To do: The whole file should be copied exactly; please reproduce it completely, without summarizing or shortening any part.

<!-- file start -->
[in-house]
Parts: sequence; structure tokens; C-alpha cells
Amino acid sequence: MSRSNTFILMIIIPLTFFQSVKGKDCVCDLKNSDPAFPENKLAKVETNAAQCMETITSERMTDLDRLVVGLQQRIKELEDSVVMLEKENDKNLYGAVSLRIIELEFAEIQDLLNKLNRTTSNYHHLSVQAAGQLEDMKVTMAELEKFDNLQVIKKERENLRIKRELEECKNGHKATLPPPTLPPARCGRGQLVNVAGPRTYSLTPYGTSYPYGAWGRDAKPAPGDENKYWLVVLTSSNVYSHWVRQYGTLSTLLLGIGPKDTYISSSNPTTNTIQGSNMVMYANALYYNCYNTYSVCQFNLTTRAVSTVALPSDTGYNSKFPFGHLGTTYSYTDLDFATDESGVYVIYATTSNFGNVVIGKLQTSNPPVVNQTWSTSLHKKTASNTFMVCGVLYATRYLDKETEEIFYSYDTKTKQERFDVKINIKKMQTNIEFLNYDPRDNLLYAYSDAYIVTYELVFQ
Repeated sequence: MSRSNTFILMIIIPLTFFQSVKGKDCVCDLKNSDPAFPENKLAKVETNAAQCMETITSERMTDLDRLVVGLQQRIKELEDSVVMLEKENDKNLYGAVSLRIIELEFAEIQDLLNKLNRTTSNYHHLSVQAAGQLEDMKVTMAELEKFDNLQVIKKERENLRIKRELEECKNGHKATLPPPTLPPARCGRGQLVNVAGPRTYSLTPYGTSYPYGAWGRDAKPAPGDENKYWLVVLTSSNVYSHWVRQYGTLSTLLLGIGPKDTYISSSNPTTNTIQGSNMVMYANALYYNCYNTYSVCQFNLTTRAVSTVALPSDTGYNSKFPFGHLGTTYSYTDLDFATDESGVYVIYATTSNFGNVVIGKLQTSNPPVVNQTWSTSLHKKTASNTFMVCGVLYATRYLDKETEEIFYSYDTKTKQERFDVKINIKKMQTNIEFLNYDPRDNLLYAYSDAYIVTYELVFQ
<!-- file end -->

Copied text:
[in-house]
Parts: sequence; structure tokens; C-alpha cells
Amino acid sequence: MSRSNTFILMIIIPLTFFQSVKGKDCVCDLKNSDPAFPENKLAKVETNAAQCMETITSERMTDLDRLVVGLQQRIKELEDSVVMLEKENDKNLYGAVSLRIIELEFAEIQDLLNKLNRTTSNYHHLSVQAAGQLEDMKVTMAELEKFDNLQVIKKERENLRIKRELEECKNGHKATLPPPTLPPARCGRGQLVNVAGPRTYSLTPYGTSYPYGAWGRDAKPAPGDENKYWLVVLTSSNVYSHWVRQYGTLSTLLLGIGPKDTYISSSNPTTNTIQGSNMVMYANALYYNCYNTYSVCQFNLTTRAVSTVALPSDTGYNSKFPFGHLGTTYSYTDLDFATDESGVYVIYATTSNFGNVVIGKLQTSNPPVVNQTWSTSLHKKTASNTFMVCGVLYATRYLDKETEEIFYSYDTKTKQERFDVKINIKKMQTNIEFLNYDPRDNLLYAYSDAYIVTYELVFQ
Repeated sequence: MSRSNTFILMIIIPLTFFQSVKGKDCVCDLKNSDPAFPENKLAKVETNAAQCMETITSERMTDLDRLVVGLQQRIKELEDSVVMLEKENDKNLYGAVSLRIIELEFAEIQDLLNKLNRTTSNYHHLSVQAAGQLEDMKVTMAELEKFDNLQVIKKERENLRIKRELEECKNGHKATLPPPTLPPARCGRGQLVNVAGPRTYSLTPYGTSYPYGAWGRDAKPAPGDENKYWLVVLTSSNVYSHWVRQYGTLSTLLLGIGPKDTYISSSNPTTNTIQGSNMVMYANALYYNCYNTYSVCQFNLTTRAVSTVALPSDTGYNSKFPFGHLGTTYSYTDLDFATDESGVYVIYATTSNFGNVVIGKLQTSNPPVVNQTWSTSLHKKTASNTFMVCGVLYATRYLDKETEEIFYSYDTKTKQERFDVKINIKKMQTNIEFLNYDPRDNLLYAYSDAYIVTYELVFQ